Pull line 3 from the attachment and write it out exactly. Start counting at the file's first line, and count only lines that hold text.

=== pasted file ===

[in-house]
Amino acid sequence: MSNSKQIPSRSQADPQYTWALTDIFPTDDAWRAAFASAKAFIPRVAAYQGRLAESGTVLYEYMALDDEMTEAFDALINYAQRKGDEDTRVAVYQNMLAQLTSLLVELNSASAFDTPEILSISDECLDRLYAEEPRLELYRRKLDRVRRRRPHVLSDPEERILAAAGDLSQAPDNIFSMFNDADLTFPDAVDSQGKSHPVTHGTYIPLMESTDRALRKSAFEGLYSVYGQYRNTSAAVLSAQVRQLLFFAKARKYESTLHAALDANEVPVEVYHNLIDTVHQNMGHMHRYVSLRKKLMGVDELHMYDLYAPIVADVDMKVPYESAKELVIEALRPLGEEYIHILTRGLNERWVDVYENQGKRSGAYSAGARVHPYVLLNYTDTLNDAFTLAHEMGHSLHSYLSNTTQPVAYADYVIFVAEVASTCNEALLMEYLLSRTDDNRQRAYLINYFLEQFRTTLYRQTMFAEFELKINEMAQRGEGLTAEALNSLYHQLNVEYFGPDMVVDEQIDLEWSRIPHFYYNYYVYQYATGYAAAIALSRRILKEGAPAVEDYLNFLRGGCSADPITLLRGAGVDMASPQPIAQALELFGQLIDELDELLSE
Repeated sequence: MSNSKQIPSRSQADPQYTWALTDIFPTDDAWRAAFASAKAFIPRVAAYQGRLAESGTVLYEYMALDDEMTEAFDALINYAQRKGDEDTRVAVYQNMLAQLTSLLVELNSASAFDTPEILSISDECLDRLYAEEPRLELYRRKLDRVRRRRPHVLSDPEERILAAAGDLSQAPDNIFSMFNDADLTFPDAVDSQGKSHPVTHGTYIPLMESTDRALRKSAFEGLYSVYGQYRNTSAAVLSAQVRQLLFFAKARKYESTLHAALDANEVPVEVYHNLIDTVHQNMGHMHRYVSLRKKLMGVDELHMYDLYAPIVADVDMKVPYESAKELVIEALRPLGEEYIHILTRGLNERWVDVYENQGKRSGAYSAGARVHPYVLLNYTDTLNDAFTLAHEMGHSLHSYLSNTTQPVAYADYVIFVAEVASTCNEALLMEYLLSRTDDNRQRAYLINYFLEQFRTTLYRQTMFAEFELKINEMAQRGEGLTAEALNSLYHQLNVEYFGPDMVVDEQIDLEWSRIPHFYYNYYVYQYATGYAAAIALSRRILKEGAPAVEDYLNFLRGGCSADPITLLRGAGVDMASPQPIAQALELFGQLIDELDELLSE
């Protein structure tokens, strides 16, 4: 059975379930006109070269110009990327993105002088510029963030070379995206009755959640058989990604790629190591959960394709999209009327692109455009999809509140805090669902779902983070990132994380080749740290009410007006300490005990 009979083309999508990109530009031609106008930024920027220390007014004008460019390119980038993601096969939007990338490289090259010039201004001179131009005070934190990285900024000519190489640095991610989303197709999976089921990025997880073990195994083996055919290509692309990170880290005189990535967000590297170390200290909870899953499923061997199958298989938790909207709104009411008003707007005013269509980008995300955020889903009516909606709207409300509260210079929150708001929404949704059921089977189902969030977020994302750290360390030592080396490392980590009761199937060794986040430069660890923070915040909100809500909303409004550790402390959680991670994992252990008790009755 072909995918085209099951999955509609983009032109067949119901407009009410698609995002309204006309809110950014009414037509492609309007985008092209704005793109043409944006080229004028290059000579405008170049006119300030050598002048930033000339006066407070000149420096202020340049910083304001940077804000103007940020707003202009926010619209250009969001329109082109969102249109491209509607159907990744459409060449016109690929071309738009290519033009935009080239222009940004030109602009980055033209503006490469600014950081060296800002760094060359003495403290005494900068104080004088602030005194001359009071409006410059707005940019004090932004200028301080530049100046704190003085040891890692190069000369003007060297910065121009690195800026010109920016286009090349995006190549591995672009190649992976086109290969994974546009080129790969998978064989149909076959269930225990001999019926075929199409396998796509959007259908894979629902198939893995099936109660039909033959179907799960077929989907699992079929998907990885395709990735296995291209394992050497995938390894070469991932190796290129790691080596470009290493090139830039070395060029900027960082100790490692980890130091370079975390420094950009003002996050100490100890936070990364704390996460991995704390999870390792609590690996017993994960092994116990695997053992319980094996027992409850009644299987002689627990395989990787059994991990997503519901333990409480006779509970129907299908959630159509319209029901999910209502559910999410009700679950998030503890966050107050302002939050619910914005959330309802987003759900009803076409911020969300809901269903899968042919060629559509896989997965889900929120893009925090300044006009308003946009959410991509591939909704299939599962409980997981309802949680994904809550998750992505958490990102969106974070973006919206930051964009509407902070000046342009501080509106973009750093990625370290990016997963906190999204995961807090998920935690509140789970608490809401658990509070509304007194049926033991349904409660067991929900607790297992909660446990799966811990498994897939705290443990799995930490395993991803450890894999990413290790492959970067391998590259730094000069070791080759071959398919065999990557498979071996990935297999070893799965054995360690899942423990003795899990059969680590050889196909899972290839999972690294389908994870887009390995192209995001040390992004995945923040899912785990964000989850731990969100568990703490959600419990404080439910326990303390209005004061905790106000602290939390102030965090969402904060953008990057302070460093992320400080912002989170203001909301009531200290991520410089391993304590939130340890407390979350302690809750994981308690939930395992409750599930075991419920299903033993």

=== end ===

Repeated sequence: MSNSKQIPSRSQADPQYTWALTDIFPTDDAWRAAFASAKAFIPRVAAYQGRLAESGTVLYEYMALDDEMTEAFDALINYAQRKGDEDTRVAVYQNMLAQLTSLLVELNSASAFDTPEILSISDECLDRLYAEEPRLELYRRKLDRVRRRRPHVLSDPEERILAAAGDLSQAPDNIFSMFNDADLTFPDAVDSQGKSHPVTHGTYIPLMESTDRALRKSAFEGLYSVYGQYRNTSAAVLSAQVRQLLFFAKARKYESTLHAALDANEVPVEVYHNLIDTVHQNMGHMHRYVSLRKKLMGVDELHMYDLYAPIVADVDMKVPYESAKELVIEALRPLGEEYIHILTRGLNERWVDVYENQGKRSGAYSAGARVHPYVLLNYTDTLNDAFTLAHEMGHSLHSYLSNTTQPVAYADYVIFVAEVASTCNEALLMEYLLSRTDDNRQRAYLINYFLEQFRTTLYRQTMFAEFELKINEMAQRGEGLTAEALNSLYHQLNVEYFGPDMVVDEQIDLEWSRIPHFYYNYYVYQYATGYAAAIALSRRILKEGAPAVEDYLNFLRGGCSADPITLLRGAGVDMASPQPIAQALELFGQLIDELDELLSE